The fastest growing cat class?????

Discussion in 'Multihulls' started by CT249, Sep 6, 2016.

  1. CT249
    Joined: May 2003
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    Location: Sydney Australia

    CT249 Senior Member

    Okay, defining "growing" is problematic. But it's interesting to see a class that is going from 0 boats at national titles to 14 and getting some solid club-level growth in three continents. The class is the Hobie 14, the original surfcat. Reports from Australia, the USA and South Africa are showing a strong revival - in fact the class seems to be growing faster than any of the hyperperformance classes.

    The F18 is also getting very strong fleets, with a huge 160+ boat fleet at the last worlds. Funny, isn't it - the types that get hundreds of boats to world titles and strong club fleets get denigrated and delegated to the dustbins of history by the hype merchants, who build classes that make a big noise about getting a dozen boats to a subsidised continental regatta. Maybe it just underlines that the true path to growth is in classes that people can afford and that can be effectively sailed at local clubs.

    I had a run in a beaten up 14 last season, and found that it was a really nice little boat, although it's very quirky. It would be great for sailing if a worldwide revival in such a simple, accessible boat could keep building momentum - it'd be a lot better for the sport than hyping classes that cost a year's salary to put afloat.
  2. Tom.151
    Joined: Jul 2009
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    Location: New England, USA

    Tom.151 Best boat so far? Crowther Twiggy (32')

    Not disagreeing with what seems to be your intent for promoting "simple, accessible" boats... but even small, simple boats are 'relatively' expensive for fueling entry level accessibility.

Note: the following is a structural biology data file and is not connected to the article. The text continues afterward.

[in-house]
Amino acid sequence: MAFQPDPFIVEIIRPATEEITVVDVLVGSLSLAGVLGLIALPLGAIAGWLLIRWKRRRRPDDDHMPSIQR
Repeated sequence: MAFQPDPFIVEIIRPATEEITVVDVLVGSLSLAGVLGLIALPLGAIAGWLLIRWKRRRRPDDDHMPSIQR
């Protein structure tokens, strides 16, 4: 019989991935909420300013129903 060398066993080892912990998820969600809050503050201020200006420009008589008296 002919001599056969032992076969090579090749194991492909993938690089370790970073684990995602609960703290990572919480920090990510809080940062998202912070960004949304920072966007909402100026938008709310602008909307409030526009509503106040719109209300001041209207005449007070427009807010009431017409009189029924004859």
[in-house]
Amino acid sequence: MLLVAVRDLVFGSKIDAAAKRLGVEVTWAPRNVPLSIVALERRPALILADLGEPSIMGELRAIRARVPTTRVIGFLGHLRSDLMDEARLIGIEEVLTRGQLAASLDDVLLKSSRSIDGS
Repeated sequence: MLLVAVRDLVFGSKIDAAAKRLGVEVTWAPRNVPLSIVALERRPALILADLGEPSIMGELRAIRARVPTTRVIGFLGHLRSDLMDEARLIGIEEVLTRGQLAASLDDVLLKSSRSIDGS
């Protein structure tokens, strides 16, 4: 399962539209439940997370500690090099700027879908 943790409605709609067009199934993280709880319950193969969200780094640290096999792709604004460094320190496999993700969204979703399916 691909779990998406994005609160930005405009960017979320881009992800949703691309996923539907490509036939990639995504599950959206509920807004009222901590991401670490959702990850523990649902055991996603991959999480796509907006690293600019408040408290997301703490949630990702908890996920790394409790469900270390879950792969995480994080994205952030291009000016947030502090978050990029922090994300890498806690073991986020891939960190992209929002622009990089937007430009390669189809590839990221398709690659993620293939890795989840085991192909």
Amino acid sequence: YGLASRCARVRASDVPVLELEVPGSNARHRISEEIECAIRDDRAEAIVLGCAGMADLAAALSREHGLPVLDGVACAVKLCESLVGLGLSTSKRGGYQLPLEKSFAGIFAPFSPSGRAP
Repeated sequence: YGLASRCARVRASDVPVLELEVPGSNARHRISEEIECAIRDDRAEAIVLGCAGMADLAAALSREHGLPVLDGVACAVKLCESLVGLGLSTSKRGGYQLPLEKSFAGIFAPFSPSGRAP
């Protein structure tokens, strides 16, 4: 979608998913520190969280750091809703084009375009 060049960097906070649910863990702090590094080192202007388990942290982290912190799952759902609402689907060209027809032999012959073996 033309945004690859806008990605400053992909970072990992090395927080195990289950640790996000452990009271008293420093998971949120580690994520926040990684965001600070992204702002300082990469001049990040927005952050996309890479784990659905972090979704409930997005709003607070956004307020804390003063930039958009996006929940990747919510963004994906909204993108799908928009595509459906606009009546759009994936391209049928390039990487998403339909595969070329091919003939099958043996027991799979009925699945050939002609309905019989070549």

The missing link, in my opinion, is that those classes need to include rules for home/self built boats.

    Right, no manufacturer want's to be in that space, but I think they're wrong... there will always be sailors who have the means to buy and not the skills to build to class rules.

    The single manufacturer (no home built) classes are so expensive that the accessibility needed to widen the base for the sport of sailing just sin't there. Just saying.

  3. Skyak
    Joined: Jul 2012
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    Skyak Senior Member

    There has been a Hobie 14 turbo for sale -reasonable functional condition for $400 all summer. The cheapest fast fun build I can think of would be to buy it for parts. The reason I don't is that I have a 3.5, and smaller is better for me -I can't sell it either. In my location -Chicago there is no shortage of cheap used sailboats. I would say there is more of a problem with storage, launching... and the perception that sailing is for the rich to show how rich they are.

    Hobies are not just simple -they are ROCKs! They have been sitting outside in the sun and snow for decades and they are ready to go with a couple hours maintenance. Another great characteristic of old Hobies is great light wind performance.
  4. Stumble
    Joined: Oct 2008
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    Location: New Orleans

    Stumble Senior Member

    At least in the US the A-Class Catamaran class has exploded in the last year. Our local pick up regattas are getting 20 boats and I think they are expecting 70 for NA this week. It's actually gotten a little out of hand, used boat prices have jumped, and the good ones are sold before the ink is dry on the adds.

    I could pretty easily sell my boat for a profit over what I bought it for last year... But then I couldn't afford another boat so I am keeping it.

  5. Barra
    Joined: Feb 2014
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    Barra Junior Member

    Yes, to attract new sailors to a class you really need a supply of cheap used boats.

    You simply can't build a boat for the cost of a good used one these days.

    No surprise the H14 is attracting numbers again.

    Years ago in a small country town in WA we got a sailing club started from scratch on the local inlet. Selected the Windrush 14 because of the availability of cheap used boats and had 10+ sailing in no time. Always had my boat up for sale at cost and would purchase another used one when it sold to keep the fleet growing.

    Like any class , an arms race started with new lighter boats and bigger class legal sailplans which eventually killed it. To keep a local fleet healthy you really need a critical mass so far as the number of boats sailing goes. Once the fleet falls below that number it dies quickly.
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